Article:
It is You, Jesus, that I adore as Center of the Liturgy. It is You Who give unity to this Liturgy, which I may define as the public, social, official worship given by the Church of God, or, the whole complex of means which the Church uses especially in the Missal, Ritual, and, Breviary, and by which she expresses her religion to the adorable Trinity, as well as instructs and sanctifies souls. O my soul, you must go into the very heart of the Adorable Trinity and contemplate there the eternal Liturgy in which the three Persons chant, one to another, their divine Life and infinite Sanctity, in their ineffable hymn of the generation of the Word and the procession of the Holy Spirit. Sicut erat in principio . . .
Angels and Men, Heaven and Earth
God desires to be praised outside of Himself. He created the angels, and heaven resounded with their joyous cries of Sanctus, Sanctus, Sanctus. He created the visible world and it magnifies His power: “The heavens announce the glory of God.” Adam comes to life and begins to sing, in the name of creation, a hymn of praise in echo of the everlasting Liturgy. Adam, Noah, Melchisedech. Abraham, Moses, the people of God, David, and all the saints of the Old Law vied in chanting it. The Jewish Pasch, their sacrifices and holocausts, the solemn worship of the Lord God in His Temple, gave this praise, especially since the fall. “Praise is not seemly in the mouth of a sinner.”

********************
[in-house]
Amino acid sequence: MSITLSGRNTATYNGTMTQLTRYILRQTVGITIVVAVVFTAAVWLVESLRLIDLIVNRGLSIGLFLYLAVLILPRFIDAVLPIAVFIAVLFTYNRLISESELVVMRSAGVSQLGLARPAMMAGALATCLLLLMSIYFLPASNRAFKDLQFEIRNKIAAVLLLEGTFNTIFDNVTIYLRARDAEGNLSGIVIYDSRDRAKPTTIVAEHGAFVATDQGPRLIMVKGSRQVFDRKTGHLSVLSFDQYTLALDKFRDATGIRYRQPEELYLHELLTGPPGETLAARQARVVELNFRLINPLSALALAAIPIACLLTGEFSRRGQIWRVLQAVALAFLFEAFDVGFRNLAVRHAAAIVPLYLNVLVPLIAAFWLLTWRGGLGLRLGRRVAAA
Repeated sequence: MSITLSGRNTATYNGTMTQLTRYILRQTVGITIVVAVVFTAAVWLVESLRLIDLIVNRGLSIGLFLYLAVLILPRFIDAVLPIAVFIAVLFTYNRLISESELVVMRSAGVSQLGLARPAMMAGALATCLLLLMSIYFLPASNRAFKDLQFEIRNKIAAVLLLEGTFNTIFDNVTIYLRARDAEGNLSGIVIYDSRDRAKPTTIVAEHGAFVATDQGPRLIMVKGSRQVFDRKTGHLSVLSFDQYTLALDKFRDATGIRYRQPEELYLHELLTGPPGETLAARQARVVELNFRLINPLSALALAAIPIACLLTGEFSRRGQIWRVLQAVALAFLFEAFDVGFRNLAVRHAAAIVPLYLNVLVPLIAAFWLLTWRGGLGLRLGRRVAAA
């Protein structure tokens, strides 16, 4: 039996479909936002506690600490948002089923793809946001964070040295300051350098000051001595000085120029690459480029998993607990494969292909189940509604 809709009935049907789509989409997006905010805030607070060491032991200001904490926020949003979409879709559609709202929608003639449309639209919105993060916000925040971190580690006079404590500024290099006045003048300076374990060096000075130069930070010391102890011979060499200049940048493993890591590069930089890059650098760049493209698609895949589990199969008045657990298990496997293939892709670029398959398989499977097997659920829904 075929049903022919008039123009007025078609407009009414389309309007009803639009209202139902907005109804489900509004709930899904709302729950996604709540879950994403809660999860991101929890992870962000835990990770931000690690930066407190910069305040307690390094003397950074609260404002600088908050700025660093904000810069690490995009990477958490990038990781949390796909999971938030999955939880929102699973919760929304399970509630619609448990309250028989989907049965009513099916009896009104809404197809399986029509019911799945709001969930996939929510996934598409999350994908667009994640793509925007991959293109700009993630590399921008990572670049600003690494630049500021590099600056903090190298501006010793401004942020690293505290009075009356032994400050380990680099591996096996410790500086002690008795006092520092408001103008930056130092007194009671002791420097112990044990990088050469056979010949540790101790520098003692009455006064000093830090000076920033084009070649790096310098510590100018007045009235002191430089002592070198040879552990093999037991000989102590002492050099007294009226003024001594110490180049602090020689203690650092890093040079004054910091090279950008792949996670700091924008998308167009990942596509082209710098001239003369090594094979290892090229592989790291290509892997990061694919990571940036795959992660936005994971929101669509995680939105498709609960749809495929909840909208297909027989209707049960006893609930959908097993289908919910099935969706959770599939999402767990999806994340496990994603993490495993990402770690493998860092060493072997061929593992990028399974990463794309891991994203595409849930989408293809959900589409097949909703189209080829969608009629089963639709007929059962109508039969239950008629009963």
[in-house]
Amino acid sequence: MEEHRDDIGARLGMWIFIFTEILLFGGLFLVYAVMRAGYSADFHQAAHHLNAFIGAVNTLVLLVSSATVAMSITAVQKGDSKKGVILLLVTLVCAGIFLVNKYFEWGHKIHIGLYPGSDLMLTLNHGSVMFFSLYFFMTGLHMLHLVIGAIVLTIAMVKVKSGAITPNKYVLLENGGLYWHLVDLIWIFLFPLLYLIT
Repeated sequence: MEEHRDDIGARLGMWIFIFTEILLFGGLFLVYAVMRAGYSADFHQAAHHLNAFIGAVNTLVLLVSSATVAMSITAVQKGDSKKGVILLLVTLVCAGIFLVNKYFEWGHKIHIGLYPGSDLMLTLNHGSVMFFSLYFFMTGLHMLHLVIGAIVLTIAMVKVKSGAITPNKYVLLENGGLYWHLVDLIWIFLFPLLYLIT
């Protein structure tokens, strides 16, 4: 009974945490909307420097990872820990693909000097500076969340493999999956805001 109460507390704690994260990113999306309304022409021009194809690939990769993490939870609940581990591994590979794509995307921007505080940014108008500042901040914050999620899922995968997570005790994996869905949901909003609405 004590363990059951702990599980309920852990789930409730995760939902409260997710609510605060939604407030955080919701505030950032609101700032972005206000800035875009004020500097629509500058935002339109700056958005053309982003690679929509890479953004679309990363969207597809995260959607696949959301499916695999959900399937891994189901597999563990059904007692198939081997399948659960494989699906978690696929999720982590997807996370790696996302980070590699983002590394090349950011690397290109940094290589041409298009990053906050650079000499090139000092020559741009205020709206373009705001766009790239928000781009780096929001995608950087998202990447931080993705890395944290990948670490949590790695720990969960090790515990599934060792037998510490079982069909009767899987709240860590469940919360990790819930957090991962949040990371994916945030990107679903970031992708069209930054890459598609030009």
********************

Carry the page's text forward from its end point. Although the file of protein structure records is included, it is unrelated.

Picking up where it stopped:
God Praising God
You, Jesus, You alone are the perfect hymn of praise, because You are the true glory of the Father. No one can worthily glorify Your Father, except through You. Per Ipsum, et cum Ipso et in Ipso est tibi Deo Patri . . . omnis honor et Gloria.” You are the link between the Liturgy of earth and the Liturgy of heaven, in which You give Your elect a more direct participation. Your Incarnation came and united, in a living and substantial union, mankind and all creation, with the Liturgy of God Himself. Thus it is God Who praises God, in our Liturgy. And this is full and perfect praise, which finds its apogee in the sacrifice of Calvary.
The Sacramental Economy
Divine Savior, before You left the earth, You instituted the Sacrifice of the New Law, in order to renew Your immolation. You also instituted Your Sacraments, in order to communicate Your life to souls. But You left Your Church the care of surrounding this Sacrifice and these Sacraments with symbols, ceremonies, exhortations, prayers, etc., in order that she might thus pay greater honor to the Mystery of the Redemption, and make it more understandable to her children, and help them to gain more profit from it while exciting in their souls a respect full of awe.
Beginning on Earth What We Will Do in Heaven